THERESA May wants to drag Scotland out Europe, while spending billions to keep the City of London and its financial sector in the single market, according to reports.

SNP politicians are furious at the unwillingness to grant both Scotland and the City the same access.

A report in yesterday’s Financial Times suggested the UK Government has not ruled out making future payments worth several billion pounds to the EU to secure privileged access to the single market for City firms to continue trading across the continent.

“We would have to be careful how we explained it,” one of the ministers told the paper.

“But Theresa has been very careful not to rule it out,” another senior Conservative minister added.

The SNP argue that if London can remain in the single market, then so too can Scotland.

Convener of Holyrood’s Europe Committee, Joan McAlpine, said: “The revelation that the UK Government is exploring options to keep the City of London in the single market – spending billions of pounds of taxpayers’ money in the process – means it is simply not tenable for Theresa May and her ministers to claim it is impossible to look at similar arrangements for Scotland.

“The Tories have been continually dismissive of the Scottish Government’s efforts to keep Scotland in the EU, and this latest development exposes the double standards at play and the Conservatives’ contempt for Scottish voters.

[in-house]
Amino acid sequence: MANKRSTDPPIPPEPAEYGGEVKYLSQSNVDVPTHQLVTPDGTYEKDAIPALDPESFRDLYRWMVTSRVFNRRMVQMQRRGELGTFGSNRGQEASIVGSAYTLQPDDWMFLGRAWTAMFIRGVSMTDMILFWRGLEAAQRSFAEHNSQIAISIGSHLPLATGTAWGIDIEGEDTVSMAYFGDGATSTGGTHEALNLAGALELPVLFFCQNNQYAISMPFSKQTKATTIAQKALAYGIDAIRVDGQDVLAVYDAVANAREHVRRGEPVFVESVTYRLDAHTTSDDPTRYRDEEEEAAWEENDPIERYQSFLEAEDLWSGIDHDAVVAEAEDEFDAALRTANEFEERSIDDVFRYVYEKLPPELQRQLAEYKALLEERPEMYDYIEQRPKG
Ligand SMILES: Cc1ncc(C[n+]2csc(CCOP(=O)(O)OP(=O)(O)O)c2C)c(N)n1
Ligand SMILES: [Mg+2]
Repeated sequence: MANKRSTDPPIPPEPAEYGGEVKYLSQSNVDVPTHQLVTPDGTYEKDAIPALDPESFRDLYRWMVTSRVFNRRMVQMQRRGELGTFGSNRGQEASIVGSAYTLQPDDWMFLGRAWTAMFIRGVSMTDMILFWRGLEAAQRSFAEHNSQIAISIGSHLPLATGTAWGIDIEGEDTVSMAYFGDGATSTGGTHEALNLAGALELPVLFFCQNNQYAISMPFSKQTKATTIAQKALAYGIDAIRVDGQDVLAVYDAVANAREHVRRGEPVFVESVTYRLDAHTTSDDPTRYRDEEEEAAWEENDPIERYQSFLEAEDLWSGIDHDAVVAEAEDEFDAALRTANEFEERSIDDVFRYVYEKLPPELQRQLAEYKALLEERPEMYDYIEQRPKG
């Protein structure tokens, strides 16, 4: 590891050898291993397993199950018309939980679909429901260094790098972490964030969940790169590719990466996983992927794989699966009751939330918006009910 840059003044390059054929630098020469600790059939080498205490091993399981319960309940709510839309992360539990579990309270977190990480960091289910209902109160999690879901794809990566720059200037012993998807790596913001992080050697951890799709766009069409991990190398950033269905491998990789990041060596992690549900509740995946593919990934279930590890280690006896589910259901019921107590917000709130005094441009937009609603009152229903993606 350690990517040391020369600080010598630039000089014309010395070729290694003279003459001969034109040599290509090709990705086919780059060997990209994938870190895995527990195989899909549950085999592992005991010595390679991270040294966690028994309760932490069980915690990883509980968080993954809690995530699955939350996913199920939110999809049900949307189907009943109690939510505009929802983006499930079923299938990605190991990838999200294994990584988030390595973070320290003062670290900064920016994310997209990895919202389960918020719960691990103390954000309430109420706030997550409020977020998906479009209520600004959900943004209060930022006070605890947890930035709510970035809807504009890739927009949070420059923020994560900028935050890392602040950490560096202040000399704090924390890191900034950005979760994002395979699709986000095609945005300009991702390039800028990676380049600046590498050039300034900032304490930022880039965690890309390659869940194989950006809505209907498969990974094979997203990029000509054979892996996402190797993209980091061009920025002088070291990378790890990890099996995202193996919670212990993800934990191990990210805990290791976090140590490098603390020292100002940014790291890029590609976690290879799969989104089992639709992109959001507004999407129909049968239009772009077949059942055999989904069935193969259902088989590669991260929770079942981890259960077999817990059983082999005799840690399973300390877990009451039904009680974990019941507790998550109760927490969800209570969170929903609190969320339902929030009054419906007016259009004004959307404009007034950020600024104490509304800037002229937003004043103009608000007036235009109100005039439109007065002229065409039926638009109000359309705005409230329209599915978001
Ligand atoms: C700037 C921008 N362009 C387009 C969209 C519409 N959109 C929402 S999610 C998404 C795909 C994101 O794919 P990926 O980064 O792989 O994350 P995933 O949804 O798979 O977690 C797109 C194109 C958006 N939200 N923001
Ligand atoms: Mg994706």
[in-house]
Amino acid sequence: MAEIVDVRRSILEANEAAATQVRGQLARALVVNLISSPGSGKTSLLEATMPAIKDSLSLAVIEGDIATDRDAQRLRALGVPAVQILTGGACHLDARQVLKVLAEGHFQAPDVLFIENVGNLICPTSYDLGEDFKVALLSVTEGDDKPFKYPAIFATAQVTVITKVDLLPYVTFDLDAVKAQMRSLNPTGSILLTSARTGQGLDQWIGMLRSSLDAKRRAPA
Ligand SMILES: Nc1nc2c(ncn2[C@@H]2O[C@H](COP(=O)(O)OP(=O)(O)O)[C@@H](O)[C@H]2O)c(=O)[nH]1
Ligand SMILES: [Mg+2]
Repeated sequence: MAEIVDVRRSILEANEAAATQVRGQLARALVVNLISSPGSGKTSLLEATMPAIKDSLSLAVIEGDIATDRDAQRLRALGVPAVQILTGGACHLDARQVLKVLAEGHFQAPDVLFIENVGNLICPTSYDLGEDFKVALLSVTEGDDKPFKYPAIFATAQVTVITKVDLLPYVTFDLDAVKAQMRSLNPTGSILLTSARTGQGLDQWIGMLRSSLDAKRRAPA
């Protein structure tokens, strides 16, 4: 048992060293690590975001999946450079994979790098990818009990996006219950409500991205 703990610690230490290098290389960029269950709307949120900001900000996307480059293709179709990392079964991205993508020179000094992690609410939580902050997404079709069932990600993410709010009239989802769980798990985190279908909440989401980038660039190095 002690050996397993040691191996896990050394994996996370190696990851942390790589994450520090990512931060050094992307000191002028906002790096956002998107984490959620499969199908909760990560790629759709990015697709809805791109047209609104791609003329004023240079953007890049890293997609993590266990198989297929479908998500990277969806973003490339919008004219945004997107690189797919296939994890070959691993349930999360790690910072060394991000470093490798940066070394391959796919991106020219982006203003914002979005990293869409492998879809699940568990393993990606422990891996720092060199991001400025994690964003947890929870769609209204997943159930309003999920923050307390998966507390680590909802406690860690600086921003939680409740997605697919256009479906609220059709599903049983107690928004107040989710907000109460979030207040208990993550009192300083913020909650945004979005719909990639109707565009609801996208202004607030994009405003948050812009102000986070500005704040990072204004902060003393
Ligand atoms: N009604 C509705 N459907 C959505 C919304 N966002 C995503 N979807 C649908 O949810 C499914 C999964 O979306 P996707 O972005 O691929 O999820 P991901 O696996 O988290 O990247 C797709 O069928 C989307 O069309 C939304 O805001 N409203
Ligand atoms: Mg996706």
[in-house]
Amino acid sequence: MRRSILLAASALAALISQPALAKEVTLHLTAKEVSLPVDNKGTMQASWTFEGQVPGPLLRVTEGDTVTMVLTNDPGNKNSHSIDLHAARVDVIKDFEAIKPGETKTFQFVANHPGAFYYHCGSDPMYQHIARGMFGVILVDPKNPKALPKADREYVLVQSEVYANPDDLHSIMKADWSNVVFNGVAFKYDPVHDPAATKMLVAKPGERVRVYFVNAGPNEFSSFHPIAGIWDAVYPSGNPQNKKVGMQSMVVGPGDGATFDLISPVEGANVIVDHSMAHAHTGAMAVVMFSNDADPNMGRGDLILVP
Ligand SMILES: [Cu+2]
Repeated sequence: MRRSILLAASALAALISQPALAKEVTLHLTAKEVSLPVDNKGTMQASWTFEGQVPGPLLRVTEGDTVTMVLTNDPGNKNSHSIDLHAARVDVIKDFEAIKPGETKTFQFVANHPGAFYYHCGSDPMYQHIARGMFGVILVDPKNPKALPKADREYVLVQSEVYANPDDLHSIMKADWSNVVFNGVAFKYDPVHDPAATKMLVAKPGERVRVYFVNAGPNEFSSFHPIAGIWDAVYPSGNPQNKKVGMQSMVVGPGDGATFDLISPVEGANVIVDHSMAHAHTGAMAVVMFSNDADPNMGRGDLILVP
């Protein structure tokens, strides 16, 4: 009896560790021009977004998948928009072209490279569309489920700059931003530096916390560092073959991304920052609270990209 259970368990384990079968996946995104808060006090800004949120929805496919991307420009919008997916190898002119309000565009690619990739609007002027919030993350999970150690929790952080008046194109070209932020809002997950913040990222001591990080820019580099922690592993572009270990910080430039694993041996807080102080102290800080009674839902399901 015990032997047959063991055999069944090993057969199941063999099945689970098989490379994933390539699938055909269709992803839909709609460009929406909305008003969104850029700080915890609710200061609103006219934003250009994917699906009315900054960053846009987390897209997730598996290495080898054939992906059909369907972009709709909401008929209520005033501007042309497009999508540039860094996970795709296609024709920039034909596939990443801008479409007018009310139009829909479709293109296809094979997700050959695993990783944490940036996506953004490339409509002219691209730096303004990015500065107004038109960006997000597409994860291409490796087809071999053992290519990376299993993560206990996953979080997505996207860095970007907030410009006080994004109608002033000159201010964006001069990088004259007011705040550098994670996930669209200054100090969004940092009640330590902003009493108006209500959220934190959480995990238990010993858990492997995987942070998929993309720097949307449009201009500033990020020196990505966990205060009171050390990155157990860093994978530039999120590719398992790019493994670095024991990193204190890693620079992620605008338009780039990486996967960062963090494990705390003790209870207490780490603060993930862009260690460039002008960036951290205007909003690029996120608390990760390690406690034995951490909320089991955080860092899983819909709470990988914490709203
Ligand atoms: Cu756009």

“Quite simply, if the UK Government is able and willing to pursue a special deal for London, then they should also be able to consider a special deal to keep Scotland in the single market – given the overwhelming vote by people across Scotland to remain in Europe.”

Legal challengers seeking to force the government into giving MPs a vote on Brexit, are undermining democracy and invalidate the referendum result, the Attorney General has told the High Court.

Meanwhile, it was the second day of the first legal challenge against Brexit, in a case which could have far-reaching consequences. A lawyer for the Scottish Government is watching procedures.

The complainers say it should be up to MPs to trigger Article 50, the process necessary for the UK to leave the EU, and not, as Theresa May has insisted, up to her and the Cabinet.

The case rests on the wording of Article 50 itself, which states that a member state may leave “in accordance with its own constitutional requirements”.

Jeremy Wright QC argued that the making and unmaking of international treaties was done through use of government executive powers, the royal prerogative, and that this was the correct “constitutional requirement”.

The attorney general told the court: “This is not a narrow legal challenge… It seeks to invalidate the decision already taken to withdraw from the EU.

“Making and unmaking treaties are an established use of royal prerogative powers. The use of prerogative powers [to trigger Brexit] was wholly within the expectation of parliament.

“The question is, has parliament acted to limit the availability of the royal prerogative powers? The answer, we say, is no.”

Wright added: “The other parties in this case have sought to say they are defending the sovereignty of parliament. We say that parliament can retain its sovereignty as much by choosing not to do something as by doing something.

“It chose not to restrict the way royal prerogative powers work on multiple opportunities.

“The prerogative powers are available to use, we say, to give clear effect to the wishes of the people of the UK that we should begin the process of leaving the EU.”

The case continues.